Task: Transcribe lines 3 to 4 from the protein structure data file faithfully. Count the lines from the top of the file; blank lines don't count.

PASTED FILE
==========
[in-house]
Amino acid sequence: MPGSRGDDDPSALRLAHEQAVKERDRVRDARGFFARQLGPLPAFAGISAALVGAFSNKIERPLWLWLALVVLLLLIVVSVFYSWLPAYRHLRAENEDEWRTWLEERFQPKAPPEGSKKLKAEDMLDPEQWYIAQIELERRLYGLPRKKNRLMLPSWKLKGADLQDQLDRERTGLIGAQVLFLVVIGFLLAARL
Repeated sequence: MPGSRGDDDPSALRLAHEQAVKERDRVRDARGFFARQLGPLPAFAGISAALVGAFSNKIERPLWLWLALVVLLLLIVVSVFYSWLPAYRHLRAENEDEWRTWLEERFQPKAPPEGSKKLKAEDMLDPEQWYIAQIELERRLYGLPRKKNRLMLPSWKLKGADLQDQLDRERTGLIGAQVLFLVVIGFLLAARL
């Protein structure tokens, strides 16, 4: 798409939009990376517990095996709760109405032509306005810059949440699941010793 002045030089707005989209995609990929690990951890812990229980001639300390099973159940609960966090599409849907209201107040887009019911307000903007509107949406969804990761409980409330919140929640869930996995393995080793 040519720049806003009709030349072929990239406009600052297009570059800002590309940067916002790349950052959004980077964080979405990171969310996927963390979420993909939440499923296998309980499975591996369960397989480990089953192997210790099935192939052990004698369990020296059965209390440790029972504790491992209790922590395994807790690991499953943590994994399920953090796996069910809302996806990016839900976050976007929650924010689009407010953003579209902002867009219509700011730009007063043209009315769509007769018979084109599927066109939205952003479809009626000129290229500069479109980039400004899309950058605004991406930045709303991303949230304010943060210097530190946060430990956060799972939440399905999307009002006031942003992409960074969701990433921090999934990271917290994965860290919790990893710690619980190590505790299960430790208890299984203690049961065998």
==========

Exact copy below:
Repeated sequence: MPGSRGDDDPSALRLAHEQAVKERDRVRDARGFFARQLGPLPAFAGISAALVGAFSNKIERPLWLWLALVVLLLLIVVSVFYSWLPAYRHLRAENEDEWRTWLEERFQPKAPPEGSKKLKAEDMLDPEQWYIAQIELERRLYGLPRKKNRLMLPSWKLKGADLQDQLDRERTGLIGAQVLFLVVIGFLLAARL
């Protein structure tokens, strides 16, 4: 798409939009990376517990095996709760109405032509306005810059949440699941010793 002045030089707005989209995609990929690990951890812990229980001639300390099973159940609960966090599409849907209201107040887009019911307000903007509107949406969804990761409980409330919140929640869930996995393995080793 040519720049806003009709030349072929990239406009600052297009570059800002590309940067916002790349950052959004980077964080979405990171969310996927963390979420993909939440499923296998309980499975591996369960397989480990089953192997210790099935192939052990004698369990020296059965209390440790029972504790491992209790922590395994807790690991499953943590994994399920953090796996069910809302996806990016839900976050976007929650924010689009407010953003579209902002867009219509700011730009007063043209009315769509007769018979084109599927066109939205952003479809009626000129290229500069479109980039400004899309950058605004991406930045709303991303949230304010943060210097530190946060430990956060799972939440399905999307009002006031942003992409960074969701990433921090999934990271917290994965860290919790990893710690619980190590505790299960430790208890299984203690049961065998």